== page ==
Purpose: Chest x-ray (CXR) is the most frequently ordered radiological test in Canada. Despite published guidelines, variable policies exist amongst different hospitals for ordering of preoperative CXRs. The purpose of this study was to systematically review the literature on the value of screening CXRs and establish evidence to support guidelines for the use of preoperative screening CXRs.
Source: Medline and Embase were searched under set terms for all English language articles published during 1966-2004. All eligible studies were reviewed and data were extracted individually by two authors. Of the 513 articles identified, 14 studies met both inclusion and exclusion criteria.
Principal findings: The quality of published evidence was modest as only six of the studies were rated as fair and eight as poor. Of the reported studies, diagnostic yield increased with age. However, most of the abnormalities consisted of chronic disorders such as cardiomegaly and chronic obstructive pulmonary disease (up to 65%). The rate of subsequent investigations was highly variable (4-47%). When further investigations were performed, the proportion of patients who had a change in management was low (10% of investigated patients). Postoperative pulmonary complications were also similar between patients who had preoperative CXRs (12.8%) and patients who did not (16%).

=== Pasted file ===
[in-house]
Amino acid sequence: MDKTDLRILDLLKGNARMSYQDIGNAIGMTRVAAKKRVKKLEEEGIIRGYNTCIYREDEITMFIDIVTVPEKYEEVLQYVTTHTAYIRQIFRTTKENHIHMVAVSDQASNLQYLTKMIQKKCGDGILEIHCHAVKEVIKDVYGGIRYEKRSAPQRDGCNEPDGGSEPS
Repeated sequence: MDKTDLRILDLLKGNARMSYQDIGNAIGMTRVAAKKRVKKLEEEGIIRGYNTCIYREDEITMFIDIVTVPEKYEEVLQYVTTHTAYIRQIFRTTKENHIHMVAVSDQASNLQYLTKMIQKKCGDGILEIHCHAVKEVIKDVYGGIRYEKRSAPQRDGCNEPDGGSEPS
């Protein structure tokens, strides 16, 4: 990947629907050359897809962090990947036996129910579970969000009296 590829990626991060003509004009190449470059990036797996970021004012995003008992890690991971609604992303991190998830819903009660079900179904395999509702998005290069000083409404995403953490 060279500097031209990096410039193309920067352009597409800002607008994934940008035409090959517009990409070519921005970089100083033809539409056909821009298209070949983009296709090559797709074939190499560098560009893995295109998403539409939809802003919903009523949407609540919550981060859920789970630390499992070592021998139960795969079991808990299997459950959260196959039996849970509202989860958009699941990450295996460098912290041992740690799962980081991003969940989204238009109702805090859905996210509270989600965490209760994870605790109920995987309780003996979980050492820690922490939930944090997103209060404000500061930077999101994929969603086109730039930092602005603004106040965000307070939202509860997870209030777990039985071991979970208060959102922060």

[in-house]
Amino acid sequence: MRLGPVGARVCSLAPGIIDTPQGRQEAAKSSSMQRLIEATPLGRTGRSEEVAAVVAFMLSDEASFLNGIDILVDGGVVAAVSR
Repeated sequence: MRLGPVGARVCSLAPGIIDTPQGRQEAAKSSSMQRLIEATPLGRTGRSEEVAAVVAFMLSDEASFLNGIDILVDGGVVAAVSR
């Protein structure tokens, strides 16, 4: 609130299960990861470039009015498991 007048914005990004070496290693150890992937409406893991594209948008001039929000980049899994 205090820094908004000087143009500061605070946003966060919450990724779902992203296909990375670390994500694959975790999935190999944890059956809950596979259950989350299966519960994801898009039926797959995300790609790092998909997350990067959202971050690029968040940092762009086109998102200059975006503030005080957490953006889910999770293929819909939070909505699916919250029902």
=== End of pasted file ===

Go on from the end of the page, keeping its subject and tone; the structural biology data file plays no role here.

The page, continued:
Conclusion: An association between preoperative screening CXRs and decrease in morbidity or mortality could not be established. As the prevalence of CXR abnormalities is low in patients under the age of 70, there is fair evidence that routine CXRs should not be performed for patients in this age group without risk factors. For patients over 70, there is insufficient evidence for or against performance of routine CXRs. The current recommendation from the Guidelines Association Committee that routine CXRs should not be performed for patients over 70 without risk factors is supported by this study.